VISIONARY REVUE

PISTIS SOPHIA


THE EARLY ESOTERIC WORKS

      After nine years at the Lectorium Rosicrucianum, esoteric motifs began to appear in Johfra’s work in the late 1950’s. Up to that time, he had painted mostly Surrealist landscapes. But over the course of the sixties, these landscapes became increasingly populated by esoteric symbols. One of his earliest attempts at an expressly Esoteric painting is his Pistis Sophia (1959).
      Here, a woman in rags crawls toward a distant light, which appears between two columns in the background. Meanwhile, she is being mocked or pursued by a caval of demons and beasts, including a lion-headed dragon. In the right foreground human figures are dancing in drunken revelry while, on the left, other figures are sleeping. Some however have gradually awoken and, like the tattered woman, are reaching towards the light.
      The title of the painting is taken from a Gnostic Gospel which relates a dialogue between the risen Christ and his disciples. In it, many essential elements of Gnosticism are described. G.R.S. Mead’s English translation appeared in 1921 (from a British Museum manuscript acquired in 1785). Meanwhile, the chief corpus of Gnostic writings, the Nag Hammadi library, was not discovered until 1945, and did not appear in English until 1978. When Johfra painted this canvas in 1959, the Pistis Sophia was one of the few Gnostic works available to him.
      In this text, Christ says to his disciples that we are all drunken with desire, or else slumbering in forgetfulness of our true origins. Only those who have ‘sobered up’ or ‘awoken’ can remember the events that transpired at the beginning of the world. This is the knowledge and revelation, the gnosis, which Christ brings to man. He reveals the ‘indweller of light’ in each of us, which Gnostics also called the ‘pneuma’, symbolized by a spark or pearl.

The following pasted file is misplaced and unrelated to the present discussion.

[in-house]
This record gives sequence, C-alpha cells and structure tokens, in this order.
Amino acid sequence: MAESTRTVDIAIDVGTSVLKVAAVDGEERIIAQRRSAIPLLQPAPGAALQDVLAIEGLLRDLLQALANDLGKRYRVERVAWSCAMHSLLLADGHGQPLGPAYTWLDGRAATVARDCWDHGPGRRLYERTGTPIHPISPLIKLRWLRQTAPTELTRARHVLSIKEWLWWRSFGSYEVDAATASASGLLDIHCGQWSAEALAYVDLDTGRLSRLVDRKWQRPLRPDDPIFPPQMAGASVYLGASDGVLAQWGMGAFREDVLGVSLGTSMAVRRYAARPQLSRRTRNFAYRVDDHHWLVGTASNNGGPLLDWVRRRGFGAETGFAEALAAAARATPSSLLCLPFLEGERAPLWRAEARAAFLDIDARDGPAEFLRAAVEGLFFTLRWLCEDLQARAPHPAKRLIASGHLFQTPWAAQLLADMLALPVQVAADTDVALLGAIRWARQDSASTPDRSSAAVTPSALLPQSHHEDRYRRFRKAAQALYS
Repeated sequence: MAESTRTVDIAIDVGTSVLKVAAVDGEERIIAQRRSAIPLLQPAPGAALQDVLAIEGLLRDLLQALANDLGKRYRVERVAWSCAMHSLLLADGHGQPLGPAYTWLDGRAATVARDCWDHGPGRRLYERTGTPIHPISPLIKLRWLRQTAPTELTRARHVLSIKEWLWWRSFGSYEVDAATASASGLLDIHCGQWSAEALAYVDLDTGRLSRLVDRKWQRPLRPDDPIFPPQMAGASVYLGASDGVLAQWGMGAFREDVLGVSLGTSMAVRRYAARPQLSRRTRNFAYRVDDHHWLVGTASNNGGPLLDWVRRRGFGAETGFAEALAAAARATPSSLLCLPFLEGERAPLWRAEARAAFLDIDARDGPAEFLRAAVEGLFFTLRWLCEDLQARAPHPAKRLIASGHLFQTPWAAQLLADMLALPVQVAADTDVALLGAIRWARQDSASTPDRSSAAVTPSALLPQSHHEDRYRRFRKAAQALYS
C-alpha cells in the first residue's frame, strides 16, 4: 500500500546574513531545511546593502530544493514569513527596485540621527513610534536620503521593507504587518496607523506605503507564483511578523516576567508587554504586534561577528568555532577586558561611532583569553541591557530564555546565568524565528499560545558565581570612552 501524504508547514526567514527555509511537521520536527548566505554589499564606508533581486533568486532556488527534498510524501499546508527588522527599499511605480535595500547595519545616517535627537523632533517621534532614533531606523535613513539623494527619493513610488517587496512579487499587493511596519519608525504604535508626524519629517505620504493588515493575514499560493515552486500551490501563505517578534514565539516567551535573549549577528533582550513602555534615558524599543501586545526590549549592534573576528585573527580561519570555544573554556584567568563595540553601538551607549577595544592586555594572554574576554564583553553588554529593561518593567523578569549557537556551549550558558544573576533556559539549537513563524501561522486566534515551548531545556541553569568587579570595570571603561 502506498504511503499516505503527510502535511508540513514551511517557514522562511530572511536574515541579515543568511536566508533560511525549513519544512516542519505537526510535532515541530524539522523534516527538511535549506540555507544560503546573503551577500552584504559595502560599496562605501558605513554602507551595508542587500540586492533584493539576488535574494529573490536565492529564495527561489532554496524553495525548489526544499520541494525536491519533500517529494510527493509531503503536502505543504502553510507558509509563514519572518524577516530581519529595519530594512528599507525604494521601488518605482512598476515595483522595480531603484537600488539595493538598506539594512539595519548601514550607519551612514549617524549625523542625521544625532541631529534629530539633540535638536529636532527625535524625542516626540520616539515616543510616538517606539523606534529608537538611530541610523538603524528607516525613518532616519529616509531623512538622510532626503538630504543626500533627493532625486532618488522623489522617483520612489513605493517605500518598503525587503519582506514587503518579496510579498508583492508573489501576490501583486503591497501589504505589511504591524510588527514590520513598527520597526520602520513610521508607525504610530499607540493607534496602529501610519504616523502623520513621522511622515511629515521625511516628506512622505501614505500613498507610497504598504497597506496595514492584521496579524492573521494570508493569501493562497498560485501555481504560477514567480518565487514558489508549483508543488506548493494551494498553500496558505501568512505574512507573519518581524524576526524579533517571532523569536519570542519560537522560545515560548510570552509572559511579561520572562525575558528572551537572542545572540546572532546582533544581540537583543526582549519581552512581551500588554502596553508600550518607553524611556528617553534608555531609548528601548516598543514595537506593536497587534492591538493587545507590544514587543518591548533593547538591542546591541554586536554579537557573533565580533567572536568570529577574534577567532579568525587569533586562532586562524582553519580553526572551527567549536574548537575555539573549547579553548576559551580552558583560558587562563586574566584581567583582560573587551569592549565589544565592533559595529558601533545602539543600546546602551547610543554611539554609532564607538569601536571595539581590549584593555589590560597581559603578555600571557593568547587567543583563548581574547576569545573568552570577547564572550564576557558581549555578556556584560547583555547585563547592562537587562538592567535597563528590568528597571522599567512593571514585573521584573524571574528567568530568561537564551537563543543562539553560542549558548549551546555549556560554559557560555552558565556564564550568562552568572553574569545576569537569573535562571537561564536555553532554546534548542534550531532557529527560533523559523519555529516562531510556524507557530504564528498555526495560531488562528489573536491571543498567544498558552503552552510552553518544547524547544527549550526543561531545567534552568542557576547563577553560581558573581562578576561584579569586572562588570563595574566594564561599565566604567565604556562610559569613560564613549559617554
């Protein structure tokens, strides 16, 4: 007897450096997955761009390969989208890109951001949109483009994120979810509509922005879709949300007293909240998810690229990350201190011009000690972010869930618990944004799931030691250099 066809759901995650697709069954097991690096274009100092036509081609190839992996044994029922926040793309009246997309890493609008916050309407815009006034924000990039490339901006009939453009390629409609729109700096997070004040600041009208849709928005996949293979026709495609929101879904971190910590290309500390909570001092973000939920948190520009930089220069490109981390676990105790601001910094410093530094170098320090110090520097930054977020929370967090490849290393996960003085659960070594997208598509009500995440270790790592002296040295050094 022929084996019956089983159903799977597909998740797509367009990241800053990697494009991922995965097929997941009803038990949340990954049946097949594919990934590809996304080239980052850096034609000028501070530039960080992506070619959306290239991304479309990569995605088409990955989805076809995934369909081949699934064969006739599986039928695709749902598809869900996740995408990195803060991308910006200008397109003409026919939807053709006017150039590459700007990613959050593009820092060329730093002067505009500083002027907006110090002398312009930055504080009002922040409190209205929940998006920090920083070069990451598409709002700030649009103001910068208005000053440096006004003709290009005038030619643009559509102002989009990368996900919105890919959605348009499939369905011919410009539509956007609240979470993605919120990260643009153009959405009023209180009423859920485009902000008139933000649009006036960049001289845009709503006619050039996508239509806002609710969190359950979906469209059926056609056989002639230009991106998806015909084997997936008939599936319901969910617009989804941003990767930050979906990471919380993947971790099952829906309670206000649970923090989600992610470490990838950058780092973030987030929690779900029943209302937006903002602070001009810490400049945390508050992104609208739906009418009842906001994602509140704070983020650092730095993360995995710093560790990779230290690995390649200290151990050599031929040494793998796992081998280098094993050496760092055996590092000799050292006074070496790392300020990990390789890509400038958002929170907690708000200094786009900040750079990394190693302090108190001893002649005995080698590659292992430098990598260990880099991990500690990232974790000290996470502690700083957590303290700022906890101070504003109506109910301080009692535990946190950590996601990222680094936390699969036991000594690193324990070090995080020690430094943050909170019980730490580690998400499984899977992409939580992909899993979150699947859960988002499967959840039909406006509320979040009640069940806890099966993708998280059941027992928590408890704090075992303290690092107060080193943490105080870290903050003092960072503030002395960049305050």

Through the pearl in us, we remember that, at the beginning, ‘a Great Light’ appeared and separated itself into the upper aeons (or heavens). In these



 
 
 


PARIS - SPRING 2003

PISTIS SOPHIA
PISTIS SOPHIA (1959)



heavens appeared Pistis Sophia (Wisdom), a female companion who aided the Father in creating the cosmos.
      But, acting alone and without his knowledge, she gave birth to Yaldabaoth, a Demiurge who generated the lower aeons: the seven planets and the earth whirling around in the darkness. Yaldabaoth is a lion-headed serpent who glows like the fire of the sun. He commands the seven archons who appear to us as the seven planets in lower aeons. Also under his command are the many demons who hold sway on the earth and in our bodies, as lust, envy, anger, etc. All of these trap humans and their particles of the divine Light in matter, time, passion, desire, fate, and forgetting.
      After generating him, Sophia’s own progeny turned against her. “And the great lion-faced light-power devoured all the light powers in Sophia... and her matter was thrust into chaos” (Pistis Sophia ch. 31). As a result, Sophia fell to the earth in the form of a woman, and forgot her origins in the divine. And indeed, all of us, who possess the ‘indweller of light’ in us, have also forgotten that we too were once descended from the Great Light. That is the revelation that Christ brings, the gnosis, the remembrance of our origins.
      In light of the Gnostic text, we now see Johfra’s painting as an image to help us remember our forgotten origins. As we meditate upon it, we recognize the Pistis Sophia in rags, fallen to the earth but still reaching for the light. One or two figures on the left also reach for it. But the majority are sleeping or enmired in drunkeness. Yaldabaoth, the lion-headed dragon, rules over this darkened realm with his court of archons and demons. The composition as a whole evokes a particular passage from the Pistis Sophia.
      “And Pistis Sophia cried out most exceedingly, she cried to the Light of lights, which she had seen from the beginning... and uttered this repentence: Save me, O Light, for evil thoughts have entered into me” (Pistis Sophia ch. 32).



 
 
 


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